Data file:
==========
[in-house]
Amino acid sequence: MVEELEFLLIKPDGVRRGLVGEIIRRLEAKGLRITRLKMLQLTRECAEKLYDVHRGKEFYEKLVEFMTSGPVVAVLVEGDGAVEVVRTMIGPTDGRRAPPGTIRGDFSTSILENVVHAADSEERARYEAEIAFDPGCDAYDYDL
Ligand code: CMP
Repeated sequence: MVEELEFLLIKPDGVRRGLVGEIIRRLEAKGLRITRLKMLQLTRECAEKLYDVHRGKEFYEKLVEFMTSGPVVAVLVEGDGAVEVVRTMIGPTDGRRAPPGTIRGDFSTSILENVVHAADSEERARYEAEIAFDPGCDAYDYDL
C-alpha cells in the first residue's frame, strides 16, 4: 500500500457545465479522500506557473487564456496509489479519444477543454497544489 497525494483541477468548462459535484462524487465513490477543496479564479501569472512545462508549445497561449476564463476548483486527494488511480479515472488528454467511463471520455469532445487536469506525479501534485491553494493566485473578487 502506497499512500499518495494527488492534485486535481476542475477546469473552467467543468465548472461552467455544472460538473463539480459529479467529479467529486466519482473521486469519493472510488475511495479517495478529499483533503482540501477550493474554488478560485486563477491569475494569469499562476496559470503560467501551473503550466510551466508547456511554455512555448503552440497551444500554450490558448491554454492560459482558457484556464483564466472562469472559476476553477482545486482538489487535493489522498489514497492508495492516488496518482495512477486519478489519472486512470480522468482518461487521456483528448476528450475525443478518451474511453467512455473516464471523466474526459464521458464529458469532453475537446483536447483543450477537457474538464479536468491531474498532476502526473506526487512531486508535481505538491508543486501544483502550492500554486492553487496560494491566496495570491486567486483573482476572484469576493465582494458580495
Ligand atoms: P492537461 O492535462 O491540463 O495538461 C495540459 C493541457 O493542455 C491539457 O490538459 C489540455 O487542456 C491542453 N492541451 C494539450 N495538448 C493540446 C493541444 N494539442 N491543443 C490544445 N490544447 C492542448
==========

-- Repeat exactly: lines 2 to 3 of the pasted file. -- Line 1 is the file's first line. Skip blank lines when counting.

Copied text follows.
Amino acid sequence: MVEELEFLLIKPDGVRRGLVGEIIRRLEAKGLRITRLKMLQLTRECAEKLYDVHRGKEFYEKLVEFMTSGPVVAVLVEGDGAVEVVRTMIGPTDGRRAPPGTIRGDFSTSILENVVHAADSEERARYEAEIAFDPGCDAYDYDL
Ligand code: CMP